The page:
• Gender:Male
  • Location:California Academy of Sciences, San Francisco, CA

Posted 13 September 2006 - 10:45 AM

Then I just avoid pronouncing them infront of people who will notice.


Hehehe, that's the way to go! Unfortunately for me I always present in scientific conferences where people do notice, but since most of these conferences are in English speaking countries I am in the minority and the English pronnounciation always wins!

Luiz Rocha - www.luizrocha.com
Nikon D800, Aquatica AD800, Ikelite strobes.


#15 Leslie

Leslie

    Worm Girl

  • Critter Expert
  • 1816 posts
  • Location:Natural History Museum of Los Angeles County
  • Interests:marine inverts (especially polychaetes), micro- and macrophotography

Posted 13 September 2006 - 11:00 AM

A lot of the older marine invert names come from Greek & Latin mythology & literature with lots of references to marine themes. Periclimenes is an adaptation of Periclymenus (greek)who's listed as one of the argonauts accompanying Jason in the quest for the golden fleece.

Brevicarpalis refers to the short proportions of the "hand" so it's Periclimenes' short-handed shrimp.

Periclimenes tenuipes was probably named for the very long & thin first pair of arms. Incidentally, this & other long-armed Periclimenes have been transferred to the genus Kemponia so the new name is Kemponia tenuipes. P. kororensis is another one that's been put into Kemponia. Kemponia is probably named for the british crustacean expert S.W. Kemp.

Cinetorhynchus is a re-arrangement of the genus name Rhychocinetes. Names like this indicate the close relationship between two genera.

#16 Leslie

Leslie

    Worm Girl

  • Critter Expert
  • 1816 posts
  • Location:Natural History Museum of Los Angeles County
  • Interests:marine inverts (especially polychaetes), micro- and macrophotography

Posted 13 September 2006 - 11:13 AM

Hehehe, that's the way to go! Unfortunately for me I always present in scientific conferences where people do notice, but since most of these conferences are in English speaking countries I am in the minority and the English pronnounciation always wins!


Which english? :lol: American english or English english? Vowels are pronounced differently & stress points vary. English english speakers use the same pronounciations (allowing for accent, of course) as most european language speakers. Americans don't. Typical yanks..... :lol:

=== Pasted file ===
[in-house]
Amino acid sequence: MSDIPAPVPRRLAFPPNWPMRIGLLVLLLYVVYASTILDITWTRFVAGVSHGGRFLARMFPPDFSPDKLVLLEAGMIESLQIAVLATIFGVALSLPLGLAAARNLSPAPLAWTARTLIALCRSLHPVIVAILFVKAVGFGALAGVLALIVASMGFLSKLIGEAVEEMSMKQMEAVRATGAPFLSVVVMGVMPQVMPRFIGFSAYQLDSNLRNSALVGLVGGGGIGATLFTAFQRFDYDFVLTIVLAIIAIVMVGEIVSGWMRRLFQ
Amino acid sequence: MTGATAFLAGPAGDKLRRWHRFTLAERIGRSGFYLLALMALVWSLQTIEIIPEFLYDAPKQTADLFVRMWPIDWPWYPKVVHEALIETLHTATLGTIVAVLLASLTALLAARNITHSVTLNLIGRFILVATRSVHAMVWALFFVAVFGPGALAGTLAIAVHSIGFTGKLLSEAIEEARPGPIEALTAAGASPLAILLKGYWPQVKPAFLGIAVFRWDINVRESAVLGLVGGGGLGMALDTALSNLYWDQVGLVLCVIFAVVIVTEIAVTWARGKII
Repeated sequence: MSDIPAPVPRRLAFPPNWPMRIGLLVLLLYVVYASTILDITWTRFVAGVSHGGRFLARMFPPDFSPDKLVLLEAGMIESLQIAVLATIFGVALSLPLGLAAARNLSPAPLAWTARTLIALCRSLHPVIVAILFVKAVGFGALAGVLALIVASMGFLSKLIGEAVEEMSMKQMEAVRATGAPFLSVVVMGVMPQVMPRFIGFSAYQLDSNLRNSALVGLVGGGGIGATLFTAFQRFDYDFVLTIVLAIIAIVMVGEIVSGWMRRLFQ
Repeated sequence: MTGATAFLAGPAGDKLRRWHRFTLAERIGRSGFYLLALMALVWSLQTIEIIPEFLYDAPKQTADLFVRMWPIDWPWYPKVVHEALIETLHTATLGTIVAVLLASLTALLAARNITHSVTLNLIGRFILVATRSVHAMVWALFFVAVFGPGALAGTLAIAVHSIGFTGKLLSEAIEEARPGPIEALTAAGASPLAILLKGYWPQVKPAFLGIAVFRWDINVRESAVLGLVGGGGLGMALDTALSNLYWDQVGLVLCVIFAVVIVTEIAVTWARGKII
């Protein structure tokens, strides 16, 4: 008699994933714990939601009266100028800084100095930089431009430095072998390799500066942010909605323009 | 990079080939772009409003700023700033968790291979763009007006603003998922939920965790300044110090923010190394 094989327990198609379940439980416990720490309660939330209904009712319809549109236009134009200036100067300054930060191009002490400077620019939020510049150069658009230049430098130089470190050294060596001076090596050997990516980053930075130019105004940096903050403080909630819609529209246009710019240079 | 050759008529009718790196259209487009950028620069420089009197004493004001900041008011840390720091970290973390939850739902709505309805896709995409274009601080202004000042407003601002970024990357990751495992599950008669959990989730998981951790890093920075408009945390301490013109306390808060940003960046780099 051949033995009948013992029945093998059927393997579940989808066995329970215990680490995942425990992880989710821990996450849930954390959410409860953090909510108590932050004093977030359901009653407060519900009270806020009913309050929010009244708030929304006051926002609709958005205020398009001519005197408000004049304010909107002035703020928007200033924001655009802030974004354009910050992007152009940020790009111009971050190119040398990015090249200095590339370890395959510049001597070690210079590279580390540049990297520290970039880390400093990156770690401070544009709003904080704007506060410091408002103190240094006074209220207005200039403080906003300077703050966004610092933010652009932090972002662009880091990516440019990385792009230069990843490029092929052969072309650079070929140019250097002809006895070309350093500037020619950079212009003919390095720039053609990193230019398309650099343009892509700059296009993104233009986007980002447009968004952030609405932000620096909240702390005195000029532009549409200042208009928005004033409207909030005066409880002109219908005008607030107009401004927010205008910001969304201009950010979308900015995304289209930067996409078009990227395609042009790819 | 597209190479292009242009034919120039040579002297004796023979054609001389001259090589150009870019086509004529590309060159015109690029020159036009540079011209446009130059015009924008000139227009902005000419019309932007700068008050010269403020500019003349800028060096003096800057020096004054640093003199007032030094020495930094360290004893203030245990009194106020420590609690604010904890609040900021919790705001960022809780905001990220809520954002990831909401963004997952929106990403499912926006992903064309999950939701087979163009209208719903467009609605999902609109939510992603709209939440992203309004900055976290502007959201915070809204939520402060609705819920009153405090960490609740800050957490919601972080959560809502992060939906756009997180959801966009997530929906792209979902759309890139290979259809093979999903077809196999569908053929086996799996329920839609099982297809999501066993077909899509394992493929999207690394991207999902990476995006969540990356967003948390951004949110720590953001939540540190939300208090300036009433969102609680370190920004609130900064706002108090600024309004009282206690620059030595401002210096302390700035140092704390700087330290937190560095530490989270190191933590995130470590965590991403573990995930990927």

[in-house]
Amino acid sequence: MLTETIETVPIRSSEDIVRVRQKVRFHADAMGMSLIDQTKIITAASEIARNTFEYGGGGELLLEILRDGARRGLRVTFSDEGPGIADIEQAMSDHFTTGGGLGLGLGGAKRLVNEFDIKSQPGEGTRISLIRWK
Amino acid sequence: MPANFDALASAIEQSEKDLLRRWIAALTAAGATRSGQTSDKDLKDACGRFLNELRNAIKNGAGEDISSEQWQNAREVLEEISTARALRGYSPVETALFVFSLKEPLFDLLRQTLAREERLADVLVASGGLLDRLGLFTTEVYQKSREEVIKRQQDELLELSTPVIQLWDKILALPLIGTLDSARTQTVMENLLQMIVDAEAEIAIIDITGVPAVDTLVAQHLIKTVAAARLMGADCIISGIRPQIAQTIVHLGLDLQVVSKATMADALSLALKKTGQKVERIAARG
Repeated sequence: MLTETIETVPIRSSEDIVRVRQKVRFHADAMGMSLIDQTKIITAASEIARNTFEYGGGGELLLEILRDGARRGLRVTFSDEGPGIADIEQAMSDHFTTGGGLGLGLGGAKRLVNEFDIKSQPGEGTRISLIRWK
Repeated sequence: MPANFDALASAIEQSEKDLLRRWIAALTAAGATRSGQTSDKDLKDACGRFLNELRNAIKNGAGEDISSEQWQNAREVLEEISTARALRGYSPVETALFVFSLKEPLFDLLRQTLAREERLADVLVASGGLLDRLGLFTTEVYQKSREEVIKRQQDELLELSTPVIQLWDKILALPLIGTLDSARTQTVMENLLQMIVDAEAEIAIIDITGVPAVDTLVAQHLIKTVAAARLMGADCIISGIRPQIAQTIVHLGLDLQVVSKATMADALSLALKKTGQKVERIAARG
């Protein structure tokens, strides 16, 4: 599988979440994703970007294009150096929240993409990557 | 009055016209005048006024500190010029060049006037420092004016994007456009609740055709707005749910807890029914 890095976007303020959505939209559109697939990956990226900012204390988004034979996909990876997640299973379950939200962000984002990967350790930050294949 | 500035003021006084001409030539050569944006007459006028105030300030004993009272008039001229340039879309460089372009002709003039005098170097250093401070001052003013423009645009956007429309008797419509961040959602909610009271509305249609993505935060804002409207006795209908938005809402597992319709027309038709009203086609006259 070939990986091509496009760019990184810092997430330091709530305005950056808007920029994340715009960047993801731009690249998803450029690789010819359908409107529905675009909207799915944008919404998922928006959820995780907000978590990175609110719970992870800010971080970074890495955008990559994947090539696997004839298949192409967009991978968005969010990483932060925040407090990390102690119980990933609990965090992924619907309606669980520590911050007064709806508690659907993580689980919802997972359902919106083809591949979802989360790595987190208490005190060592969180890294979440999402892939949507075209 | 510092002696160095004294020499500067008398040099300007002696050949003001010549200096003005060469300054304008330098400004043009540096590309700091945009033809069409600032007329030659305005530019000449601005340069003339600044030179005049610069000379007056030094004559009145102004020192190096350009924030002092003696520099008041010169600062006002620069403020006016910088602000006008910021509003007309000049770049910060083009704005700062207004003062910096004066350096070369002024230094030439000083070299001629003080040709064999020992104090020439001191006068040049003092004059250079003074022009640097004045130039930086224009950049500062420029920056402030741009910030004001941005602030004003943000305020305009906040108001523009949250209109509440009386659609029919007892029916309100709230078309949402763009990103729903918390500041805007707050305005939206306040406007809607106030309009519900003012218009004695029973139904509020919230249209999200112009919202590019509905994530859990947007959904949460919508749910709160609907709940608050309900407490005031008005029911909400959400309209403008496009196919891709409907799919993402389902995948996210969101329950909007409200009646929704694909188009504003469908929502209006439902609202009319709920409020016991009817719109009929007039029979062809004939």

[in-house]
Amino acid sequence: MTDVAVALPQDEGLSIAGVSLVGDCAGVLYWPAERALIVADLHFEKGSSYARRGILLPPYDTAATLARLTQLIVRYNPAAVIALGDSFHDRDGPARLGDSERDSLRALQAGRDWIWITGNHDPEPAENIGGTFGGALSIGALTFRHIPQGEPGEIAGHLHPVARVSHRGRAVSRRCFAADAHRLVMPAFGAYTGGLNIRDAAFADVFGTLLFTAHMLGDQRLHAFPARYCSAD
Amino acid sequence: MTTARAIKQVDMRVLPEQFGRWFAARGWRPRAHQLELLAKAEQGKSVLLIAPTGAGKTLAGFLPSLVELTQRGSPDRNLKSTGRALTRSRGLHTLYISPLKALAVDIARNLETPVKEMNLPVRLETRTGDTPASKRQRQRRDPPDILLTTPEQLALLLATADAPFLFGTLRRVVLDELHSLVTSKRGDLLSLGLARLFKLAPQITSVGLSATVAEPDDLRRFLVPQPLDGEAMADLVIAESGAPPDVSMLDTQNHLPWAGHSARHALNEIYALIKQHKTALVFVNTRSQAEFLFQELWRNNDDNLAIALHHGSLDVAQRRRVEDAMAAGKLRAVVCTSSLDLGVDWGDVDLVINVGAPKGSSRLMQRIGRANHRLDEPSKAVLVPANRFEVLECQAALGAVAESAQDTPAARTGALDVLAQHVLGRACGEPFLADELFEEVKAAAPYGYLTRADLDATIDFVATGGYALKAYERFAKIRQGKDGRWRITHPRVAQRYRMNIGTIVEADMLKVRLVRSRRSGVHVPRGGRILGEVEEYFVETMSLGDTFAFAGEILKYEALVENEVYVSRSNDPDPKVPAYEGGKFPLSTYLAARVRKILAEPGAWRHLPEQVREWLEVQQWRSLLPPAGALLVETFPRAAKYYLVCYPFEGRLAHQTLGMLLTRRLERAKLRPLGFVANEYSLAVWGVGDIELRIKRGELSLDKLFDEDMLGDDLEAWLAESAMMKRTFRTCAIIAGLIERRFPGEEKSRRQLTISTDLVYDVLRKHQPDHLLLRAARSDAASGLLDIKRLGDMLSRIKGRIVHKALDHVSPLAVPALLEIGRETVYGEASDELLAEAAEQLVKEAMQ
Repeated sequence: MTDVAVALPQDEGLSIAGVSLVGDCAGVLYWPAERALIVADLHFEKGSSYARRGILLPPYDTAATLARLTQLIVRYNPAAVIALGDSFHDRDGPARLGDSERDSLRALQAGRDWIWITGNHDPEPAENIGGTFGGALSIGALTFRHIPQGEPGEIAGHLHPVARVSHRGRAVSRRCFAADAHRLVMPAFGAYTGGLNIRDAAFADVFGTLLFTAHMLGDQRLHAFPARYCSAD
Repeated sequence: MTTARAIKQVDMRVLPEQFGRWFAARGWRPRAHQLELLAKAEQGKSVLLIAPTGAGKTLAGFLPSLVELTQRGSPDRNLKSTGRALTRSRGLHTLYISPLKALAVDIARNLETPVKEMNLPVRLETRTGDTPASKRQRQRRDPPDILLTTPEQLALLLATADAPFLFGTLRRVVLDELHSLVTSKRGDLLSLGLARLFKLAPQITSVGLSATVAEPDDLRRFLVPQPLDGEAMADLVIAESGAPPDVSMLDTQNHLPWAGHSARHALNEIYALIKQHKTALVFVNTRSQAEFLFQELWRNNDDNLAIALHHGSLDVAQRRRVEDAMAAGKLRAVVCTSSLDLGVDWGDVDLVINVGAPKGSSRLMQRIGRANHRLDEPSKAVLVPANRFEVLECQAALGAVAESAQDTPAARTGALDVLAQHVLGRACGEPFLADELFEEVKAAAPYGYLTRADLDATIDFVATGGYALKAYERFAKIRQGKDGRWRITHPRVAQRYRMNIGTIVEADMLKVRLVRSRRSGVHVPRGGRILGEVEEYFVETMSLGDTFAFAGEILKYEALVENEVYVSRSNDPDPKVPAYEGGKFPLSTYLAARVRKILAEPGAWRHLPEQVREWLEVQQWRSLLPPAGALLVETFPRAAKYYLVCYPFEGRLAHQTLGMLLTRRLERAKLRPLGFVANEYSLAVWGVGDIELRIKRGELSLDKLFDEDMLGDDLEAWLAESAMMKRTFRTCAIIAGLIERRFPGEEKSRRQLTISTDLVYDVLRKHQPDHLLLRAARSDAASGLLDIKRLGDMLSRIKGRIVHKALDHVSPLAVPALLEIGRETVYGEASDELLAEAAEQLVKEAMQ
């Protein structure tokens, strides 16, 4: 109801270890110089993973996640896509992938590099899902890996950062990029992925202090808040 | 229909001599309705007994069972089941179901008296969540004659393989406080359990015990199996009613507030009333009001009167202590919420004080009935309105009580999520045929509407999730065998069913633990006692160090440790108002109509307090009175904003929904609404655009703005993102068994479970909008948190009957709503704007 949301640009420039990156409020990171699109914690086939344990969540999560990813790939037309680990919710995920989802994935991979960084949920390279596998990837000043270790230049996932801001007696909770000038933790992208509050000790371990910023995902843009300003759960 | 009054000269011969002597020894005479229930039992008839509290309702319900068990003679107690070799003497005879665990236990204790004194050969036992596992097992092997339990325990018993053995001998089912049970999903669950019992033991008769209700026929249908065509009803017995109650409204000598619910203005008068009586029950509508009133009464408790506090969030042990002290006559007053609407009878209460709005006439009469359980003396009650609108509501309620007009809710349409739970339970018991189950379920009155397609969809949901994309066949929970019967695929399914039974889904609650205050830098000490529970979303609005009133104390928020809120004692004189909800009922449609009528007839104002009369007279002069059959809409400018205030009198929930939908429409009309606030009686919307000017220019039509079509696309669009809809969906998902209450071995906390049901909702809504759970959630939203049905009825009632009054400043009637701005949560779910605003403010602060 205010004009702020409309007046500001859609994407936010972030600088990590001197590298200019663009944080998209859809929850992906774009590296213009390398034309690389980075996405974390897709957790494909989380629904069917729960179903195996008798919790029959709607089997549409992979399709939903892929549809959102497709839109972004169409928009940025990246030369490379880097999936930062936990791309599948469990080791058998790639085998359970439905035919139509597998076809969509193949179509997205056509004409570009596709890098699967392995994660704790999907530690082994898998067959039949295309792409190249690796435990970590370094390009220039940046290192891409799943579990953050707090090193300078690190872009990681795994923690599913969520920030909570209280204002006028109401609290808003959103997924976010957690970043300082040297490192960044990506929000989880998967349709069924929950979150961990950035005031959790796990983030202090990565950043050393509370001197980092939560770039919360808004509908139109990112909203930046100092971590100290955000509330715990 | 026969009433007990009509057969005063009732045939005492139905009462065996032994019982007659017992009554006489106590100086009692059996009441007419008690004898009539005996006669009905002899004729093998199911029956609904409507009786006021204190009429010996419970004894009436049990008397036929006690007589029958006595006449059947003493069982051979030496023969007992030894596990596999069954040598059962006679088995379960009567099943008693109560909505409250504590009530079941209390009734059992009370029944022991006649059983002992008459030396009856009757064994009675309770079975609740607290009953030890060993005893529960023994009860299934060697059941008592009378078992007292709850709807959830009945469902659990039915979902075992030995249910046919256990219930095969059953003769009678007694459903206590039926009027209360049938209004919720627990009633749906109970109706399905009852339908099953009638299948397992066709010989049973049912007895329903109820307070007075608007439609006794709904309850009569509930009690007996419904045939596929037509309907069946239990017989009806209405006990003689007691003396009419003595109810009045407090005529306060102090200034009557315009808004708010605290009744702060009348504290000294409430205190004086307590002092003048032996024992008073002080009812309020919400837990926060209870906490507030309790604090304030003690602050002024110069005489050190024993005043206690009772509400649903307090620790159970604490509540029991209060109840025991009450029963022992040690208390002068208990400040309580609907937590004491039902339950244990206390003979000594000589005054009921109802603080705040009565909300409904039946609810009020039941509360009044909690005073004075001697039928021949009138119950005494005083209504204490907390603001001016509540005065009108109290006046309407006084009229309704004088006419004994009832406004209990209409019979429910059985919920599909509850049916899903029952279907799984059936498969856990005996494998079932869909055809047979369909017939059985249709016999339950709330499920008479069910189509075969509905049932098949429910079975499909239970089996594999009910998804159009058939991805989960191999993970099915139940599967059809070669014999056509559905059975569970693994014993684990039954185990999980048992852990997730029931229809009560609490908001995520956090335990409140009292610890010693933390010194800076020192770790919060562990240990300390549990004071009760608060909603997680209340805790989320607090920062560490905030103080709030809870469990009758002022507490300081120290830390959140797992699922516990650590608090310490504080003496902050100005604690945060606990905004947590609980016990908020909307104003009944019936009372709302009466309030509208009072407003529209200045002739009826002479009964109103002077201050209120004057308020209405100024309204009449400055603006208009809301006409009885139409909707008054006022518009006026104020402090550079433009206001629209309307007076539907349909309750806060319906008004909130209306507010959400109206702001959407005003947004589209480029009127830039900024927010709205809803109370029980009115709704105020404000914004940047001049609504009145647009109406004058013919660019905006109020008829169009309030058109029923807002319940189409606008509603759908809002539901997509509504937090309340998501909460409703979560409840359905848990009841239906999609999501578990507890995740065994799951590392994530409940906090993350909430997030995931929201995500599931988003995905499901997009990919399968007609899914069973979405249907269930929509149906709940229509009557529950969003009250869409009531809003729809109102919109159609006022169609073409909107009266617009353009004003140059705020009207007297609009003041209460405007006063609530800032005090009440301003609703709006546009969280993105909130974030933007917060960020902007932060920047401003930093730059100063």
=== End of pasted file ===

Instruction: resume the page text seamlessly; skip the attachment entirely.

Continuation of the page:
But I'm with William - a few extra syllables just make the names sound better!

#17 Graham Abbott

Graham Abbott

    Manta Ray

  • Industry
  • PipPipPip
  • 434 posts
  • Gender:Male
  • Location:Bali, Indonesia
  • Interests:Diving, diving, diving, marine life, critters, rare animals, new species, mountain biking, Indonesia in general, San Francisco, music and a growing interest in art of all kinds!

Posted 13 September 2006 - 11:57 AM

Hey Dave,

If you happen to find a book or anything that explains how to translate the latin names please do let me know. I must be like you, I wanna know what some of these names mean? Though diving with guys like Gerry Allen, you may wonder if he is just having a joke when he makes his fish name up!

As for the pronunciations, yeah right! Come on now, most of the world pronounces common place names differently, you can't expect divers to try and pronounce latin names correctly as well!

I have to go along with Leslie here as we are obviously speaking the real Queens English, tho I ope no one picks me up on me grammer or me spellin!

#18 RebreatherDave

RebreatherDave

    Sting Ray

  • Member
  • PipPipPip
  • 237 posts
  • Location:Los Angeles
  • Interests:rebreathers, marine life, mountain biking, flying hang gliders, paragliders and sailplanes.

Posted 13 September 2006 - 12:21 PM

Well, we have one opinion that periclimenes means honeysuckle in Greek, although I can't seem to find a Greek dictionary to confirm, and another opinion that is comes from Greek mythology, which I did find this:

Periclymenus

by Micha F. Lindemans
The son of Nereus. He participated in the voyage of the Argonauts. He was renowned for his strength, and also because Poseidon had given him the ability to change himself into various animal shapes. He was killed by Heracles during the destruction of Pylos (Ovid XII, 556).
The son of Poseidon and Chloris, one of the defenders of Thebes during the attack of the Seven.
Inspiration Closed Circuit w/Vision electronics
Sony HDR-FX1 3CCD HiDef
Amphibico Phenom
Amphibico dual 35-50 HID's
whatever other toys I can
accumulate b4 I die

#19 Graham Abbott

Graham Abbott

    Manta Ray

  • Industry
  • PipPipPip
  • 434 posts
  • Gender:Male
  • Location:Bali, Indonesia
  • Interests:Diving, diving, diving, marine life, critters, rare animals, new species, mountain biking, Indonesia in general, San Francisco, music and a growing interest in art of all kinds!

Posted 13 September 2006 - 12:27 PM

Or you could try...

per·i·cline (pr-kln)
n.
A variety of albite occurring as elongated white crystals.

--------------------------------------------------------------------------------

[From Greek periklins, sloping on all sides : peri-, peri- + klnein, to slope; see klei- in Indo-European roots.]

#20 Leslie

Leslie

    Worm Girl

  • Critter Expert
  • 1816 posts
  • Location:Natural History Museum of Los Angeles County
  • Interests:marine inverts (especially polychaetes), micro- and macrophotography

Posted 13 September 2006 - 12:37 PM

An excellent book is Brown, R.W. 1985. Composition of scientific words. Smithsonian Press, 892 pp. It's out of print so you'll have to track it down through a web book seller. I need a copy too!